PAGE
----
Category : International, SE Asia
Manila. The Philippines is facing no urgency to import rice despite a fall in stocks at the state grains agency to the lowest level in over two decades, an official at a government panel that decides on imports said on Wednesday (07/02).
The state grains procurement agency, the National Food Authority (NFA), said last month it hoped to import 250,000 tons of rice as soon as possible to replenish thinning stockpiles at one of the world's top rice buyers.
However, its plan has to be approved by the NFA Council, made up of government economic managers.
"Right now, while their stocks may be low, the Council feels the need to import is not that urgent. There is so much supply available in the market and prices have been more or less stable," Mercedita Sombilla, who sits at the NFA Council, told reporters in a text message.
The NFA was given a standby authority as early as December by the council to import 250,000 tons of rice.
"We need to import because NFA stocks are depleting," NFA spokeswoman Rebecca Olarte told Reuters.
Currently, the agency whose inventory is used mostly to stabilize domestic prices, only has about 60,000 tons of rice in stock, enough for two days of national consumption.
That is well below the required 15-day inventory and the lowest since July 1995 when NFA's stock dropped to one day's worth of consumption, said Olarte.
The NFA was told by the panel that private traders hold sufficient rice supplies and farmers are anticipating a bumper crop, Olarte said.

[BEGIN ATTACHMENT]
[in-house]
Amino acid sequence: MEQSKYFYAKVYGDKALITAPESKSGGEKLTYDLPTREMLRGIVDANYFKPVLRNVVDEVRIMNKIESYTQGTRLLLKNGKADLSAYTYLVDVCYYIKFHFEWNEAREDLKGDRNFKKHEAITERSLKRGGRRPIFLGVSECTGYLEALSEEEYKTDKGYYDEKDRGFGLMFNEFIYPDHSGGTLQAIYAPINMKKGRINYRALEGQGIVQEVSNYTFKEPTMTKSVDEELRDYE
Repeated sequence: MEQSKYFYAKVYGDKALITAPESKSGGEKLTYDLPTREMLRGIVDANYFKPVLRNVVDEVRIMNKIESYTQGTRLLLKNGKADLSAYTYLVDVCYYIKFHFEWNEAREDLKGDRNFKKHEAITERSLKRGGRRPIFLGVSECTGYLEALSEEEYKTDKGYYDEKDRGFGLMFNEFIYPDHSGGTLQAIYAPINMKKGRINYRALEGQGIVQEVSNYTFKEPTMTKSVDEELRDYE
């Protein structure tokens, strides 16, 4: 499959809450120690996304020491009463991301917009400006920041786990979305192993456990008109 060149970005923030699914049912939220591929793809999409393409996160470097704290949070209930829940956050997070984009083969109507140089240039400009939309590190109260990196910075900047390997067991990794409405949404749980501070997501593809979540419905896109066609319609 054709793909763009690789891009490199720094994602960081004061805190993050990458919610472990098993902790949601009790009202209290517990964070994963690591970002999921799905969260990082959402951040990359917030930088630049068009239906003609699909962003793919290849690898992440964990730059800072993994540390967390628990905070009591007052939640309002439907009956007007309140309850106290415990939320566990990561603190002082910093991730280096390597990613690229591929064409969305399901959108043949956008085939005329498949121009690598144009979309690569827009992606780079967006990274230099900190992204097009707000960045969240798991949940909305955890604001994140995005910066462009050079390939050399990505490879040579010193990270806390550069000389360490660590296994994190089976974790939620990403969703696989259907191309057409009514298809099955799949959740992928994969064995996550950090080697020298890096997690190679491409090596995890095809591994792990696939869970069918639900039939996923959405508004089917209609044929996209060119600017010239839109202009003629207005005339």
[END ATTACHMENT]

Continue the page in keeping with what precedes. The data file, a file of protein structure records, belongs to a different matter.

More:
The Philippines produced a record 19.4 million tons of rice last year, and the agriculture department estimates that the national buffer inventory would stand at 3 million tons by end-March, good for 96 days consumption, Agriculture Secretary Emmanuel Piñol said in a Facebook post late on Tuesday.
But with little or no NFA rice being sold locally, domestic rice prices have risen as private traders have pushed prices higher, Olarte said.
Annual Philippine inflation climbed to 4 percent in January, the highest in over three years, partly due to higher food prices, including rice.
The Philippines typically buys rice from major exporters Vietnam and Thailand. Its only rice purchase last year was 250,000 tons sourced from suppliers in Vietnam, Thailand and Singapore, via a tender in July.
"The NFA needs to bring in the imported rice because private rice traders have inconsiderately priced commercial rice at a level which hurts ordinary consumers," Piñol said.